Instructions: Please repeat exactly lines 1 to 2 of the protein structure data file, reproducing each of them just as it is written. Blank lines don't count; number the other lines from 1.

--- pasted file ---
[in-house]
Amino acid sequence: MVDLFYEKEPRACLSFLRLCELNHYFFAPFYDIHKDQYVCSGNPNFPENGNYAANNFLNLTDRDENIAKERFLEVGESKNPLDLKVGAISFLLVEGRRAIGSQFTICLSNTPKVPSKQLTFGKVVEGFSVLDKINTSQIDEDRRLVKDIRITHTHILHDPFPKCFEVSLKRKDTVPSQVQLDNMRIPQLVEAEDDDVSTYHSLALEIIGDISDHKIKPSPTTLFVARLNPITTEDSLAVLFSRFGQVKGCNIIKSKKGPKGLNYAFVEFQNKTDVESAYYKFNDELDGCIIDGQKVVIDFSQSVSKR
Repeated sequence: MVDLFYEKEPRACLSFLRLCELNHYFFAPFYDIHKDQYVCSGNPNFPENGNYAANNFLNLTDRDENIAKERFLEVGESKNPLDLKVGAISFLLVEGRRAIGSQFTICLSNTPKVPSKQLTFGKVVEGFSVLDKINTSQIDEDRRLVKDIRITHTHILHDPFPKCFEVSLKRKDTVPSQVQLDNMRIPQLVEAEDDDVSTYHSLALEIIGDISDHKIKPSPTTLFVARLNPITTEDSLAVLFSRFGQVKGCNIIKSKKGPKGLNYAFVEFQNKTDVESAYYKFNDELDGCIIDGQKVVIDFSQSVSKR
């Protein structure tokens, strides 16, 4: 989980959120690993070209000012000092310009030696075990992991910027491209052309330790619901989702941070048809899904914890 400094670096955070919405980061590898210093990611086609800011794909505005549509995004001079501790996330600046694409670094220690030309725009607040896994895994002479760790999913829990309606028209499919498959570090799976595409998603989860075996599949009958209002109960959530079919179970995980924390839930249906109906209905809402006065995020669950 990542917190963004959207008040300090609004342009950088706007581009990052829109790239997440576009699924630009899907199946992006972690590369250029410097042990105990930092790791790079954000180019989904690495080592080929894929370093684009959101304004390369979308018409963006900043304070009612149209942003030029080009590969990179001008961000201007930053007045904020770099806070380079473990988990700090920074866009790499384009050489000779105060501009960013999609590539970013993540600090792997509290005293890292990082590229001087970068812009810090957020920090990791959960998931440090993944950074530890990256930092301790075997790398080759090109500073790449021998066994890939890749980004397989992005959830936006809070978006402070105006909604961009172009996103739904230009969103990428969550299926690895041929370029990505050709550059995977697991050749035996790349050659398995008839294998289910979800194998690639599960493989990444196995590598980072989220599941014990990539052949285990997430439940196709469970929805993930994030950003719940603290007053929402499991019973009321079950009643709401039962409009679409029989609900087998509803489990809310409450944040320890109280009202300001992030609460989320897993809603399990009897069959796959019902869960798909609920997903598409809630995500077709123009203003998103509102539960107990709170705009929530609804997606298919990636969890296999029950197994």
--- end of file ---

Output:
[in-house]
Amino acid sequence: MVDLFYEKEPRACLSFLRLCELNHYFFAPFYDIHKDQYVCSGNPNFPENGNYAANNFLNLTDRDENIAKERFLEVGESKNPLDLKVGAISFLLVEGRRAIGSQFTICLSNTPKVPSKQLTFGKVVEGFSVLDKINTSQIDEDRRLVKDIRITHTHILHDPFPKCFEVSLKRKDTVPSQVQLDNMRIPQLVEAEDDDVSTYHSLALEIIGDISDHKIKPSPTTLFVARLNPITTEDSLAVLFSRFGQVKGCNIIKSKKGPKGLNYAFVEFQNKTDVESAYYKFNDELDGCIIDGQKVVIDFSQSVSKR